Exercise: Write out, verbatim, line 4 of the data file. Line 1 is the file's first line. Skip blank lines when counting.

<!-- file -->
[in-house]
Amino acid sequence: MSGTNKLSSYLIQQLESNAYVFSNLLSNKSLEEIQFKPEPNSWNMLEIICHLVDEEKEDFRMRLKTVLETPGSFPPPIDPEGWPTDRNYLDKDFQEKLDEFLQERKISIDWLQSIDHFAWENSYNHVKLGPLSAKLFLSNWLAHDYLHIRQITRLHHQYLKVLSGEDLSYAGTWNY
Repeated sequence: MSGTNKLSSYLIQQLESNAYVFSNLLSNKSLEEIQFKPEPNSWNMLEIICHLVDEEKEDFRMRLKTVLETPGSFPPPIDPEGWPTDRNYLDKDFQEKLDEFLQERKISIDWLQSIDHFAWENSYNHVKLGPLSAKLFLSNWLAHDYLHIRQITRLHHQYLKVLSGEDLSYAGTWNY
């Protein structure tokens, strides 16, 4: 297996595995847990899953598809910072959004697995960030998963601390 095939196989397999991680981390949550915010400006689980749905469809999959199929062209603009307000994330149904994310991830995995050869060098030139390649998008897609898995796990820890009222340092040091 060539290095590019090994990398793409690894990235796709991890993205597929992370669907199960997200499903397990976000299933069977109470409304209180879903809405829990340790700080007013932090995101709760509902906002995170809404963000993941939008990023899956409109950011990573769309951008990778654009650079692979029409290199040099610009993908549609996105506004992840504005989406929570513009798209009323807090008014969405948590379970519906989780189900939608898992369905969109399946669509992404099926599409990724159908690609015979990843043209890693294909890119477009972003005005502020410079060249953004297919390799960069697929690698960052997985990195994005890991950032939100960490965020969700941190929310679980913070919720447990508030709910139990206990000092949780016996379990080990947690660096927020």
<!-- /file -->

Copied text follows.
């Protein structure tokens, strides 16, 4: 297996595995847990899953598809910072959004697995960030998963601390 095939196989397999991680981390949550915010400006689980749905469809999959199929062209603009307000994330149904994310991830995995050869060098030139390649998008897609898995796990820890009222340092040091 060539290095590019090994990398793409690894990235796709991890993205597929992370669907199960997200499903397990976000299933069977109470409304209180879903809405829990340790700080007013932090995101709760509902906002995170809404963000993941939008990023899956409109950011990573769309951008990778654009650079692979029409290199040099610009993908549609996105506004992840504005989406929570513009798209009323807090008014969405948590379970519906989780189900939608898992369905969109399946669509992404099926599409990724159908690609015979990843043209890693294909890119477009972003005005502020410079060249953004297919390799960069697929690698960052997985990195994005890991950032939100960490965020969700941190929310679980913070919720447990508030709910139990206990000092949780016996379990080990947690660096927020």